To understand how it came to be, let’s go back in time, back to the 1770’s. Down at the south end of Manhattan, a swamp was drained to make room for a military barracks and a home for juvenile delinquents. When the home burned down in 1839, it was replaced by a roadhouse that served as the last stop in the city for folks traveling north. To give the place some cachet, the owner named the joint ‘Madison Cottage’ after the former President (who honestly always hated New York). It only lasted until 1853, when it was razed to make room for a hotel, but by that point the area around it had become synonymous with the roadhouse. And so we get – quite indirectly – today’s ‘Madison Avenue,’ and along its length from 23rd to 26th Streets, Madison Square Park.’
In 1871, a large train depot at the north end of that park was abandoned when Grand Central Station opened. Seeing an opportunity, an entertainment entrepreneur named P.T. Barnum leased the vacant depot from Cornelius Vanderbilt, and transformed it into an open-air ‘hippodrome’ for circus performances. It was subsequently sublet – for only 2 years – to a concert promoter, who filled the place with fountains and flowers and renamed it ‘Gilmore’s Concert Garden.’ It served as a meeting place for political events, boxing matches, and, famously, the site of the first Westminster Kennel Club Dog Show, in 1877. Somewhere along the way, it became known as ‘The Garden.’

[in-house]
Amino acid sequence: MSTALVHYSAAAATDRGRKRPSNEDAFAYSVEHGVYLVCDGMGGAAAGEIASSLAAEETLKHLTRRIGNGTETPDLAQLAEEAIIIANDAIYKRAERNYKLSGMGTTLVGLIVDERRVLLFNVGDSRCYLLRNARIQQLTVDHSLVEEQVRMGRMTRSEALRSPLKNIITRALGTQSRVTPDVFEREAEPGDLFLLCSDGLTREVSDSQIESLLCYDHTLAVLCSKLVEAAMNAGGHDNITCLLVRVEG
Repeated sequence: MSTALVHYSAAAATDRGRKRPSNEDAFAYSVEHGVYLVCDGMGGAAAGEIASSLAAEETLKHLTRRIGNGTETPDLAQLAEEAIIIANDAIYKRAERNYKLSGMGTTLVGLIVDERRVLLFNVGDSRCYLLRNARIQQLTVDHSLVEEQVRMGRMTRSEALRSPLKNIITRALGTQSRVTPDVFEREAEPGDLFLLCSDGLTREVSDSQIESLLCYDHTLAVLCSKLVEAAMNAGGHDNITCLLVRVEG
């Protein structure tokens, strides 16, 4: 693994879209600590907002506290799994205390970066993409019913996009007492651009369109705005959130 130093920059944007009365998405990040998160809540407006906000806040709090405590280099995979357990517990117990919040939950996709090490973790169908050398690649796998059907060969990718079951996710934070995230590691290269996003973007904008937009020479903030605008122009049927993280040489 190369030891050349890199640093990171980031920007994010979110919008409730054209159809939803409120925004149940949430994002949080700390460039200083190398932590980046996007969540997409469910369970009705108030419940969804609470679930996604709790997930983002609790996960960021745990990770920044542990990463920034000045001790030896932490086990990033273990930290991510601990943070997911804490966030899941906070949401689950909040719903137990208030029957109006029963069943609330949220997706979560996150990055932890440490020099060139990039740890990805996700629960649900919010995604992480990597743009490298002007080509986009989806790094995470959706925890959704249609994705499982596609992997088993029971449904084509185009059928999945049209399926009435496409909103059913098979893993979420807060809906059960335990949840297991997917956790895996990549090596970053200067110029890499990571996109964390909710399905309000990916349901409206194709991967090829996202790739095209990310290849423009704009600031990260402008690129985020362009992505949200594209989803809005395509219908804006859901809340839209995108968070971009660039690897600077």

In 1890, the drafty old building was purchased by a consortium that included Barnum, J.P. Morgan, Andrew Carnegie, and W.W. Astor. They hired the most famous architect of the day, Stanford White, to design a replacement. And he came up with a colossus that featured the largest main atrium in the world, a concert hall, seating for 8000, the largest restaurant in the city, and a rooftop cabaret. Though it was designed in Beaux Arts style, it had a Moorish feel and a bell tower modeled after the minaret of the Cathedral of Seville, atop of which was an 18-foot sculpture of Diana that turned in the wind 32 stories above the ground. The structure was a modern marvel and the second-tallest building in New York, but – as you might expect in such a twisted tale – it became best known for a murder, which occurred in 1906, when Henry Kendall Thaw shot Stanford White in the rooftop restaurant for having an affair with his wife.